Hillary Clinton’s presidential campaign hired two longtime Democratic operatives Wednesday, according to a Clinton aide, adding to the operation’s already sizable staff.
Heather Stone, a longtime co-worker of campaign manager Robby Mook, will serve as the campaign’s chief of staff, the aide said. Stone’s primary job will be to make sure different departments are streamlined and working well together.
This is the same job Jim Messina held during then-Sen. Barack Obama’s successful 2008 run.
Stone most recently worked as the deputy national political director at SEIU, an international union representing service employees, where she oversaw the group’s 2012 and 2014 independent expenditure campaigns.
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Stone last worked with Mook when she was deputy director of the Democratic Congressional Campaign Committee’s independent expenditure during the 2010 campaign cycle. Mook was the director.
Also hired on Wednesday: Craig Smith, a Clinton friend whose work with the family dates back to Bill Clinton’s first term as governor. Smith was the first hire on Bill Clinton’s 1992 presidential campaign and worked as assistant to the president and political director in the Clinton White House. He also advised Hillary Clinton’s 2008 campaign.
Smith, a native Arkansan, will be a paid consultant for the campaign, focused primarily on the early voting states other than Iowa, New Hampshire, South Carolina and Nevada. Smith’s work will focus on Florida and the broader South.
Most recently, Smith was a paid senior adviser to Ready for Hillary, the super PAC that helped lay the groundwork for Clinton’s 2016 run. Smith had a hand in nearly every decision the group made, according to multiple Ready for Hillary staffers, and was particularly close with Adam Parkhomenko, the group’s co-founder and now Clinton’s 2016 director of grassroots engagement.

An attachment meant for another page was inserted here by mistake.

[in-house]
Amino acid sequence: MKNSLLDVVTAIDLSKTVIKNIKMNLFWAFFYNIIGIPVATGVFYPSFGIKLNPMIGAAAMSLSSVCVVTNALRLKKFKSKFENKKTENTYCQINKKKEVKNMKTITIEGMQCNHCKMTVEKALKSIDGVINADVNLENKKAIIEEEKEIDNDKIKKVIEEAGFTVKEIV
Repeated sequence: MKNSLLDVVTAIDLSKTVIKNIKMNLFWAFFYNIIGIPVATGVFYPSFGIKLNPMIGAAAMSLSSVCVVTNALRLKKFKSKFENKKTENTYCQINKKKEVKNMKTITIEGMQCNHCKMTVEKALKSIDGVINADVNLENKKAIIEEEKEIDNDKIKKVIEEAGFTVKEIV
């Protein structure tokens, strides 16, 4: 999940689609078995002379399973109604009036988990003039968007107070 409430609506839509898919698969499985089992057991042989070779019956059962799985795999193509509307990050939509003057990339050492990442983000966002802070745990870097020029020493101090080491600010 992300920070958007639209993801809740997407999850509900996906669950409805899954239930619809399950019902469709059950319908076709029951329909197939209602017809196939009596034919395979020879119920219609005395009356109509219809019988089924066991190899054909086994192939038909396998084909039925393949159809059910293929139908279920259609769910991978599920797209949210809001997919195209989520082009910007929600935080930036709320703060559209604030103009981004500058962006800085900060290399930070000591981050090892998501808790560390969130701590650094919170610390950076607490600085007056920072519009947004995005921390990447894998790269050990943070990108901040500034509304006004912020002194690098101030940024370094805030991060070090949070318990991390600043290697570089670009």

Although Ready for Hillary was widely considered a de facto campaign-in-waiting for Clinton, only around a dozen of their staffers ended up working for the campaign.
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The hires add to Clinton’s already large - and expensive - campaign operation. The campaign has hired over 300 people since launching in April, according to the Federal Election Commission, and spent a whopping $18.7 million in their first three months.
Vermont Sen. Bernie Sanders, Clinton’s strongest Democratic opponent, is running a shoestring campaign by comparison.
Sanders has a total of 64 paid staffer as of Aug. 4, according to a spokesman. Thirty-nine of those staffers are in Iowa and 12 are at campaign headquarters in Burlington, Vermont. Sanders has six operatives in New Hampshire, two in South Carolina and none in Nevada.
Sanders also has 15 paid interns, bringing the total of people paid by the Sanders campaign to 79.
In the same quarter that Clinton spent nearly $19 million, the Sanders campaign only spent $3.1 million.